Shasta County's decision to outlaw outdoor medical marijuana grows is prompting some members of the community to take legal action.
The Board of Supervisors voted to ban all outdoor grows and restrict indoor grows to 12 plants, an even more restrictive ordinance than the Planning Commission had recommended.
"Most of the impacts were derived from outdoor cultivation where it's visible, or the smell is so prominent that you can tell where it's coming from, and that would attract elements to the community and to the neighborhood that were unwelcome," said Richard Simon, the Director of the Shasta County Resource Management department.
The board stressed that their priority is the rights of property owners to not have marijuana growing in their neighborhood.
"As Supervisor Moty eloquently pointed out, the issue before the supervisors was how to change the zoning ordinance to regulate land use, it wasn't about the efficacy of medical marijuana as a medicine," Simon said.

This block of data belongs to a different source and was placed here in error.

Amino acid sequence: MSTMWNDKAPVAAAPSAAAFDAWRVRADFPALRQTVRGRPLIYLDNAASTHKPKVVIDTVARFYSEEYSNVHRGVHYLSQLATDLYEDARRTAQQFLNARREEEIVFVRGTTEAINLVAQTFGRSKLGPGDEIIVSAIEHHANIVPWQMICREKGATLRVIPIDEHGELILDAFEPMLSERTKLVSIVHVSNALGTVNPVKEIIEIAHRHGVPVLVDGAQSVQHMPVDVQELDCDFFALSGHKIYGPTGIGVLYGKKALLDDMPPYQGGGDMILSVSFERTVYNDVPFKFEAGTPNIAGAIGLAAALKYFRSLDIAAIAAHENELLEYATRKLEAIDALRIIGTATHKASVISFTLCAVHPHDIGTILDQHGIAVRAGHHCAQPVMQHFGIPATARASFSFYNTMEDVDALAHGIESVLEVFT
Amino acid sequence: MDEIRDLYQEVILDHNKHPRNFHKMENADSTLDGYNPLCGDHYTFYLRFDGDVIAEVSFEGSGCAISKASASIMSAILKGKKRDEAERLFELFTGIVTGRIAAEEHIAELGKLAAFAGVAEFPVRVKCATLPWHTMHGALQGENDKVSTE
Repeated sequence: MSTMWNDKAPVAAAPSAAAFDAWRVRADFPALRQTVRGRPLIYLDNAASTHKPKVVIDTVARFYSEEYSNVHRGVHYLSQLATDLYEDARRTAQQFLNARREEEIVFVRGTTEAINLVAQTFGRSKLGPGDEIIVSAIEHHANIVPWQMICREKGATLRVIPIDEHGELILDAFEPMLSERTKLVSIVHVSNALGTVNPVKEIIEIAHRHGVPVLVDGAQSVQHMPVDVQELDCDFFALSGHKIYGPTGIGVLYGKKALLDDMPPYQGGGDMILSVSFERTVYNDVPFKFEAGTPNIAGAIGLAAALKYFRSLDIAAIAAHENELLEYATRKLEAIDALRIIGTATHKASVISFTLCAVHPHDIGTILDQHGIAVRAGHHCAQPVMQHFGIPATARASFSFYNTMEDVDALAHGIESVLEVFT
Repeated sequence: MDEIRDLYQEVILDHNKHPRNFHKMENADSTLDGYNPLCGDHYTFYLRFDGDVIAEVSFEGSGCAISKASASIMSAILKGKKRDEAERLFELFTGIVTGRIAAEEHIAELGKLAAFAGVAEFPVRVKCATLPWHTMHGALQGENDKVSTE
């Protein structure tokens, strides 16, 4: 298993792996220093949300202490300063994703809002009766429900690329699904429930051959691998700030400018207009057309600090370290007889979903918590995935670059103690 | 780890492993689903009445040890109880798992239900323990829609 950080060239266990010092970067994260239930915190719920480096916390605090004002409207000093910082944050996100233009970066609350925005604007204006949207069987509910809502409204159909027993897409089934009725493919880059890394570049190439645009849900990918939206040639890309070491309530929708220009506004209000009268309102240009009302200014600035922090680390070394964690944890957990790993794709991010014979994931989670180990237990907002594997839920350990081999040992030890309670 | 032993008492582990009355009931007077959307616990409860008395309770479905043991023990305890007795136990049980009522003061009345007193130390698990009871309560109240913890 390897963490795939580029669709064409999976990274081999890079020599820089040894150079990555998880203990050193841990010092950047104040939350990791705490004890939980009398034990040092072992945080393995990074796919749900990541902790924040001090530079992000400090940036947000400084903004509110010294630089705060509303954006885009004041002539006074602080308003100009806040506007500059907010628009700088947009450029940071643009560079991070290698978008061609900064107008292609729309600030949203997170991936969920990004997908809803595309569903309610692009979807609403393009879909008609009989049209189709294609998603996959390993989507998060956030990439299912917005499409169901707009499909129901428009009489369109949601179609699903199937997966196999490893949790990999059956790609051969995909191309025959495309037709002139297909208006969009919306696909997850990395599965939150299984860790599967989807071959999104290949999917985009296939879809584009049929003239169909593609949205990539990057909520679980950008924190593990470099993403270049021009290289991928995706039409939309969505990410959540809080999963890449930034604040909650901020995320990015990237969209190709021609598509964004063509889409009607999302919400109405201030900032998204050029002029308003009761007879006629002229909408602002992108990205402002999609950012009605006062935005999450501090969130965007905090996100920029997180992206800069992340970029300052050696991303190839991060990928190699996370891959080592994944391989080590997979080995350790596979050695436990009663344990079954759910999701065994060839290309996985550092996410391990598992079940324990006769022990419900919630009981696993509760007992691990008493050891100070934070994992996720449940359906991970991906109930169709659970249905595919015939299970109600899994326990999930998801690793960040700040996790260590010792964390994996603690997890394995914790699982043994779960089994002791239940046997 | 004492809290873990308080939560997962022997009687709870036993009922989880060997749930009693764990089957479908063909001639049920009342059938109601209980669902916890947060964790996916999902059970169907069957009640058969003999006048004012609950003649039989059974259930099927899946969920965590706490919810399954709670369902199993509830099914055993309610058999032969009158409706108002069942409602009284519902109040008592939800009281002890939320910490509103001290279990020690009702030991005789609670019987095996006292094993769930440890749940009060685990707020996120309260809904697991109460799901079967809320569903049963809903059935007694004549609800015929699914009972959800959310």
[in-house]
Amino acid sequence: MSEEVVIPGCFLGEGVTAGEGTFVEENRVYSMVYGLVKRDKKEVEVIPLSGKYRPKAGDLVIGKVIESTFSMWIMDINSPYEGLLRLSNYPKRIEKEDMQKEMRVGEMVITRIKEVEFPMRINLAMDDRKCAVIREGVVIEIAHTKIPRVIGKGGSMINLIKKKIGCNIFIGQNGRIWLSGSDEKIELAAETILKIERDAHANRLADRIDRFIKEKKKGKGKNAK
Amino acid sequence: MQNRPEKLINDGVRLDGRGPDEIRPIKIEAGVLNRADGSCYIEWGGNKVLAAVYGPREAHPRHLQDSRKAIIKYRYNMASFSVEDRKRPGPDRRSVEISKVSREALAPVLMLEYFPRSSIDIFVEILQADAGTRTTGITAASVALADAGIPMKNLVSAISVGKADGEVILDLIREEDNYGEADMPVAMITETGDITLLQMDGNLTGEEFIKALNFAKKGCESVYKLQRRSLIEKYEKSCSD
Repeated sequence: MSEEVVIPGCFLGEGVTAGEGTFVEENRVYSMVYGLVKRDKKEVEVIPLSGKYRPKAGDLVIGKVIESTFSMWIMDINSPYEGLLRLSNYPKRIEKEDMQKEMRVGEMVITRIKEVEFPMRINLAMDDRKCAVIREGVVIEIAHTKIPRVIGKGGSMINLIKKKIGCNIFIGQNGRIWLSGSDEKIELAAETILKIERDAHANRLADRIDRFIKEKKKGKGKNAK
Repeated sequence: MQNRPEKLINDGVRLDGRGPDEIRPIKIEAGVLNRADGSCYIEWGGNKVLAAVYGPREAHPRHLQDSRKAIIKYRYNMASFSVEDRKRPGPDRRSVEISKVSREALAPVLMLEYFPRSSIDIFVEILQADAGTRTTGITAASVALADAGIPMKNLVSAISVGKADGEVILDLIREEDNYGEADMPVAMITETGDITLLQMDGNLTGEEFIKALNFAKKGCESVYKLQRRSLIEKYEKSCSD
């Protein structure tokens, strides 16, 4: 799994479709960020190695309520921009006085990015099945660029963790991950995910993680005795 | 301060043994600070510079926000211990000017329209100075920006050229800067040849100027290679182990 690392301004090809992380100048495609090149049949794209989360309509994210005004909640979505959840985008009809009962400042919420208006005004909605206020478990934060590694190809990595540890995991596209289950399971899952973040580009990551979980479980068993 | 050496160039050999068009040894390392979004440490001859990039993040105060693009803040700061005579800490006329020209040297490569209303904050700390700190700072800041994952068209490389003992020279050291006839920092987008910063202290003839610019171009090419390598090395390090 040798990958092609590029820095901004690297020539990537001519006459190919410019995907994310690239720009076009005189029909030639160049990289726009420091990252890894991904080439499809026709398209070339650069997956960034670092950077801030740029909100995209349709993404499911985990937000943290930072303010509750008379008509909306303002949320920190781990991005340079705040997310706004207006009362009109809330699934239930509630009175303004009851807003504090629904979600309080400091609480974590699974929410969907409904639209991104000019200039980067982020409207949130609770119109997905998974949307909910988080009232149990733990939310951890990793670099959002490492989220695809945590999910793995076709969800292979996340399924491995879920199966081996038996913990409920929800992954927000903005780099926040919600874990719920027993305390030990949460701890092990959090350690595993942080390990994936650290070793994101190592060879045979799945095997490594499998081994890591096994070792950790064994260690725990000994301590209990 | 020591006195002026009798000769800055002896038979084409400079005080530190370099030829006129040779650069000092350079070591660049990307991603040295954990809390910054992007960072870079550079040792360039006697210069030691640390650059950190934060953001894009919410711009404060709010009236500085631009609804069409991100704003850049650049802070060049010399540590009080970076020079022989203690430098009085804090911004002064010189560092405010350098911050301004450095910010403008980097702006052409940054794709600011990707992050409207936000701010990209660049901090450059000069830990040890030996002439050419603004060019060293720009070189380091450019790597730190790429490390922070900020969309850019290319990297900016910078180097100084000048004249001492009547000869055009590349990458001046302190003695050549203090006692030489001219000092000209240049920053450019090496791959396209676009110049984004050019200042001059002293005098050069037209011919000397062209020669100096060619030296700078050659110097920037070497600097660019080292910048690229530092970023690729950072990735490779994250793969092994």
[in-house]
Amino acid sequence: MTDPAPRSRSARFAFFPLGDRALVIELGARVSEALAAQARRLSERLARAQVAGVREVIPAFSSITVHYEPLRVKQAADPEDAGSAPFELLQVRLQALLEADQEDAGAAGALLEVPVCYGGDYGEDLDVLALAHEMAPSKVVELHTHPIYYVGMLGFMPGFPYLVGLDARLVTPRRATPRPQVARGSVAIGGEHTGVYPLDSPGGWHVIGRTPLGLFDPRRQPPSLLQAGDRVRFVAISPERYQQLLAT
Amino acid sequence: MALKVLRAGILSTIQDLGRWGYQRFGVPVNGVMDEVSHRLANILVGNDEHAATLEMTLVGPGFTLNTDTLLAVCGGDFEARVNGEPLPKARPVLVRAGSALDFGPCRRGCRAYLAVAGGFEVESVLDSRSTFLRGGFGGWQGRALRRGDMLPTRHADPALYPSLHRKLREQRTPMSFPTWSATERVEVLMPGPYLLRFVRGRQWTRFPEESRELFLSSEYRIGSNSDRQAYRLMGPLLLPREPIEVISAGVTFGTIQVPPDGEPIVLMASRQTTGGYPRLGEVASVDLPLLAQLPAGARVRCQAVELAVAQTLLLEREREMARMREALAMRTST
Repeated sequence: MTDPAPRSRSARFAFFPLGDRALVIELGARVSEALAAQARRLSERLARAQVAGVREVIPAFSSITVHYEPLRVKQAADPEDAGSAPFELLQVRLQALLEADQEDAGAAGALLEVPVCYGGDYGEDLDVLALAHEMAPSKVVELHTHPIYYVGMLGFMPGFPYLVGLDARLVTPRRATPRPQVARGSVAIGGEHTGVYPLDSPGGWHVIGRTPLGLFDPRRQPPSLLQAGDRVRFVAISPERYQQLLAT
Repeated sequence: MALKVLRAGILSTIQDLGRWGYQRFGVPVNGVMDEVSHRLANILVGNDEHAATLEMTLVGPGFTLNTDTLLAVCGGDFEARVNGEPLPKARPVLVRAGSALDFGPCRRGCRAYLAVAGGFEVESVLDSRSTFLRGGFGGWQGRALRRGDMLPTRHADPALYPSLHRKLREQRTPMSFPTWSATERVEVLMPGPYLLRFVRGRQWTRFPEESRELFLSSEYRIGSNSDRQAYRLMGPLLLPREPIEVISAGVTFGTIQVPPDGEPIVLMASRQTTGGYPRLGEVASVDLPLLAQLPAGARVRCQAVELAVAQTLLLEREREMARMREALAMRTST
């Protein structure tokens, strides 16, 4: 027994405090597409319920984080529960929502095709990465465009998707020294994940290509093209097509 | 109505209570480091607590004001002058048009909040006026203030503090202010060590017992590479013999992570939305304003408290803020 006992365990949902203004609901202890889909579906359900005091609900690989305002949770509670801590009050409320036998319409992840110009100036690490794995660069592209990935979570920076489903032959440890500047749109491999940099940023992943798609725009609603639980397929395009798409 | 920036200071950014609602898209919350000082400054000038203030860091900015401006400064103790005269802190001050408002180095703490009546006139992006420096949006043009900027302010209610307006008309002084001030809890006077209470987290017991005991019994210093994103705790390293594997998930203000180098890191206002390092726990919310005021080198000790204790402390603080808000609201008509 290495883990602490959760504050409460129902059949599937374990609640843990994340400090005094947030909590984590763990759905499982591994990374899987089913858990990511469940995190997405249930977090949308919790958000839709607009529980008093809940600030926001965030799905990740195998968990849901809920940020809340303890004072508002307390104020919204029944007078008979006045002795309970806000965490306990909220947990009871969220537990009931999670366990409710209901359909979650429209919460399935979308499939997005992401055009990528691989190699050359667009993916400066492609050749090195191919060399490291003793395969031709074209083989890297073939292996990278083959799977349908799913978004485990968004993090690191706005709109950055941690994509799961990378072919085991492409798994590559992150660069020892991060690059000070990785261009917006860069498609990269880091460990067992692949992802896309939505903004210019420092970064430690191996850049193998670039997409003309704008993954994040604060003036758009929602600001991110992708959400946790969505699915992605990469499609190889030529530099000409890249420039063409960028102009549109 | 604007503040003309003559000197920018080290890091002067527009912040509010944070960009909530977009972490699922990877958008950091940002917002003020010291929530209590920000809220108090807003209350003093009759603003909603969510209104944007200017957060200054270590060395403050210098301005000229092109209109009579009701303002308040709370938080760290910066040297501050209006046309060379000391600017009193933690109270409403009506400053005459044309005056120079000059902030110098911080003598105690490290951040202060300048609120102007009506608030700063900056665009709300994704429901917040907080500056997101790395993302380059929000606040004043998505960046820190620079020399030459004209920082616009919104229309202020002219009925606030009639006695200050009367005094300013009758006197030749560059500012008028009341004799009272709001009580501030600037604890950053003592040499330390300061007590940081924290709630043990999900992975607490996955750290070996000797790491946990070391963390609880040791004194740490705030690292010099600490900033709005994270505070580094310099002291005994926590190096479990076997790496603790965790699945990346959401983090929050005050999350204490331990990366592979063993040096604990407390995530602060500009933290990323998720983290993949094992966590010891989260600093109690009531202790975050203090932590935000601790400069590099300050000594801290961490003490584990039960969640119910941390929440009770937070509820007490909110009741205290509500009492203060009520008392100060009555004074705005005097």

Michael Scheibli is an attorney in Redding whose clients include medical marijuana growers.
He is in the process of helping them put together a lawsuit to prevent the county from enforcing the ban.
"The problem is they restricted it to each individual, and they created this situation where it has to be in an outbuilding, it has to be lockable, it has to have this, it has to have that, and you have to give up your fourth amendment rights. And they're not going to give up their fourth amendment rights, why should they?" Scheibli said.
The law will go into effect 30 days from when the decision was made.